Start at the trailhead near Slough Creek Campground and ascend 400 feet to stunning views of Cutoff Mountain. Proceed to a lush, wildflower-laden valley featuring Slough Creek, which supports a world-class population of native Yellowstone cutthroat trout. A second ascent takes you to another breathtaking meadow. Look for wolves, moose, and pronghorn. Continue following an active stagecoach road toward the Silver Tip Ranch. Yellowstone Forever Society members hold events at the historic, privately owned ranch, located in Gallatin National Forest. At any point, turn around and return to the trailhead while looking for signs of spring along the way. “I like Slough Creek because it’s Yellowstone coming alive again,” Riedl says.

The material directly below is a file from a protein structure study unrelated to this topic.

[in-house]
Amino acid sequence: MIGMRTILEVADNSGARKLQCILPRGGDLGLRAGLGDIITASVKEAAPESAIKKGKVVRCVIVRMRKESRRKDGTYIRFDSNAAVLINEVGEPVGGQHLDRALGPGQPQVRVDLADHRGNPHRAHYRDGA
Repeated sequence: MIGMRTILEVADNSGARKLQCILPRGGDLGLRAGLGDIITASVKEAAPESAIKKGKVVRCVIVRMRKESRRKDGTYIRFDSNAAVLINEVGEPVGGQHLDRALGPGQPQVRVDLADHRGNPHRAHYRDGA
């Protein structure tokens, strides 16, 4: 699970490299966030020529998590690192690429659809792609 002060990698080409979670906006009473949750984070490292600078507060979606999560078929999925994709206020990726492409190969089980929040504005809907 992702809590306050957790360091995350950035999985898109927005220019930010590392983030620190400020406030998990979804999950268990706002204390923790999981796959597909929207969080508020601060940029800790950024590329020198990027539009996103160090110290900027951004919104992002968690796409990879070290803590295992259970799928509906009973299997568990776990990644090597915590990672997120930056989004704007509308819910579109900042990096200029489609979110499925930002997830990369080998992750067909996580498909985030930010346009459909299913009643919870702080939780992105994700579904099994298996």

From the parking lot at Tower Junction, walk parallel to the Northeast Entrance Road (toward Cooke City) until you reach a trailhead sign on the left. Follow the trail—staying left at the junction—through sagebrush grassland toward Elk Creek. Look for deer, black bears, and bison. Contour right around Garnet Hill and through forest before emerging in Pleasant Valley. Take in views of the Black Canyon of the Yellowstone River, running high with winter snowmelt. The area showcases ancient granite and more recent glacial activity. “It’s a wonderful example of the forces of nature,” Riedl says. “You can just see the canyonbuilding in action.”
• This hike is best saved for late spring when the snow has melted and the campground road is open.
• A half-mile spur trail midway through the hike takes you to a suspension bridge over the Yellowstone River.
V I E WS O F T H E B L AC K C A N YO N